What is Drug Resistant TB?

WHO has recently released the 2011 Global Tuberculosis Control Report.

As per this report, the number of people who fell ill with tuberculosis globally dropped to 8.8 million in 2010, after peaking at nine million in 2005.

But for India, the story is sad. It says that in India, the disease still wreaked havoc. It infected over 15 lakh people in 2010 and killed over three lakh.

The report says that India’s case detection rate in 2010 was just about 60%. Globally, it is estimated that 3.3% of all new TB cases had MDR-TB in 2009. Each year, about 4.4 lakh MDR-TB cases are estimated to emerge and 1.5 lakh persons with MDR-TB die. However, according to WHO, 2.1% of all new cases in India are MDR-TB while as many as 15% of retreatment TB cases are developing MDR-TB.

TB is also the most common illness among people living with HIV, including those who are taking antiretroviral treatment. In 2009, 3.8 lakh people died of HIV-associated TB. In India, only 32% of TB patients know their HIV status. Just about two lakh HIV positive people have been screened for TB. At least one-third of the 33.3 million people living with HIV worldwide are infected with TB. Persons co-infected with TB and HIV are 20-30 times more likely to develop active TB disease than persons without HIV.

Drug Resistant TB

Until 50 years ago, there were no medicines to cure TB. Now, strains that are resistant to a single drug have been documented in every country surveyed; what is more, strains of TB resistant to all major anti-TB drugs have emerged. Drug-resistant TB is caused by inconsistent or partial treatment, when patients do not take all their medicines regularly for the required period because they start to feel better, because doctors and health workers prescribe the wrong treatment regimens, or because the drug supply is unreliable. A particularly dangerous form of drug-resistant TB is multidrug-resistant TB (MDR-TB), which is defined as the disease caused by TB bacilli resistant to at least isoniazid and rifampicin, the two most powerful anti-TB drugs. Rates of MDR-TB are high in some countries, especially in the former Soviet Union, and threaten TB control efforts. (WHO website).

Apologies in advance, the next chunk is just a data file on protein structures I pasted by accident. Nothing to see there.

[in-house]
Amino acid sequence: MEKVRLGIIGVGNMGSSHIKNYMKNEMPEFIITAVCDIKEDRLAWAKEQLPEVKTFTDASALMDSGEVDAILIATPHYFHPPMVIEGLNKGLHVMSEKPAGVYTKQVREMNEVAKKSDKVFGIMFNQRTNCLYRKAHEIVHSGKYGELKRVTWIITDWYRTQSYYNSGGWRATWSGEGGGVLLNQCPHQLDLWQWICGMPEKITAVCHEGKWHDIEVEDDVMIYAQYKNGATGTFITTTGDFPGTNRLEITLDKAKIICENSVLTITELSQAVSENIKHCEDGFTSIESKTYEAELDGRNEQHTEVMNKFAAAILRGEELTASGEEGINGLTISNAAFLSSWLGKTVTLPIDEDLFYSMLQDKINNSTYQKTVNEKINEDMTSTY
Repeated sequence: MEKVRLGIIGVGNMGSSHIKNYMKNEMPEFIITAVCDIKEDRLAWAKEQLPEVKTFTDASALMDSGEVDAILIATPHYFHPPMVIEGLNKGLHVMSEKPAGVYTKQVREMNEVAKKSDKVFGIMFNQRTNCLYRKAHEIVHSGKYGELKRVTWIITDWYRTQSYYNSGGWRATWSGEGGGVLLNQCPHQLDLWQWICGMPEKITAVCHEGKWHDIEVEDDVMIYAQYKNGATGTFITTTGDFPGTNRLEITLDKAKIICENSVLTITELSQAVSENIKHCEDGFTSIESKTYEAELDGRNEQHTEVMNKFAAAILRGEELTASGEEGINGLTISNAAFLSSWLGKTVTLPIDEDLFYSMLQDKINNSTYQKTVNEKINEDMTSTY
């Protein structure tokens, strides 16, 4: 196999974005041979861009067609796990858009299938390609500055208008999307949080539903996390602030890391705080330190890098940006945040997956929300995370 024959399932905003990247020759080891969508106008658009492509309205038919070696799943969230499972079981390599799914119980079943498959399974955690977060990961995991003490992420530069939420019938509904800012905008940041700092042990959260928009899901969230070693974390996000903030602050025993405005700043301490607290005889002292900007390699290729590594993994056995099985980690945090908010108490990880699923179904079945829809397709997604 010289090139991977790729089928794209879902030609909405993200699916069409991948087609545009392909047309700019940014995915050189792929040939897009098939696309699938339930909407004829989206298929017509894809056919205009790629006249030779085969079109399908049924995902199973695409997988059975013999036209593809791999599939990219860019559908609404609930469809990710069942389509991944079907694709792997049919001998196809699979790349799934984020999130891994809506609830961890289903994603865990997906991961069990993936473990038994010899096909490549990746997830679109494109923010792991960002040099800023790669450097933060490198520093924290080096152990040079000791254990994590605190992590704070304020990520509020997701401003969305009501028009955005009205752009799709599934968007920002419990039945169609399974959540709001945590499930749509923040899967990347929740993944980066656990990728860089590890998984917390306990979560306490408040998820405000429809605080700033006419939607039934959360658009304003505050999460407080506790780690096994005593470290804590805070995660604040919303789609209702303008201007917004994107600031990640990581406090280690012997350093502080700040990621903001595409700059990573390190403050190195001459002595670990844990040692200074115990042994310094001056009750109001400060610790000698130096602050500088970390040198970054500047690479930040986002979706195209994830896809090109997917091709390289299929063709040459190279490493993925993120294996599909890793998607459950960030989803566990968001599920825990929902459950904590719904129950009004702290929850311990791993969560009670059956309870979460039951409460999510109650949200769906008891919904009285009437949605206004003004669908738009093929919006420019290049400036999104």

What is MDR-TB ?

TB that is resistant at least to isoniazid and rifampicin the two most powerful first-line anti-TB drugs is called the Multi-drug-resistant tuberculosis (MDR-TB). It develops because the when the course of antibiotics is interrupted and the levels of drug in the body are insufficient to kill 100% of bacteria. This means that even if the patient forgets to take medicine, there are chances of developing MDR-TB.

MDR-TB is treated with secondline of antituberculosis drugs such as a combination of several medicines called SHREZ (Streptomycin+isonicotinyl Hydrazine+Rifampicin+Ethambutol+pyraZinamide)+MXF+cycloserine.

What is XDR-TB?

When the rate of multidrug resistance in a particular area becomes very high, the control of tuberculosis becomes very difficult. This gives rise to a more serious problem of extensively drug-resistant tuberculosis (XDR-TB). XDR-TB is caused by strains of the disease resistant to both first- and second-line antibiotics. This confirms the urgent need to strengthen TB control.


Thus, Extensively-drug resistant TB (XDR-TB) is a sub-set of MDR-TB which is further resistant to at least two more drugs which are second line drugs and is thus virtually incurable. XDR TB was first described in March 2006 following a joint survey of laboratories by the WHO, IUATLD, and CDC, Atlanta.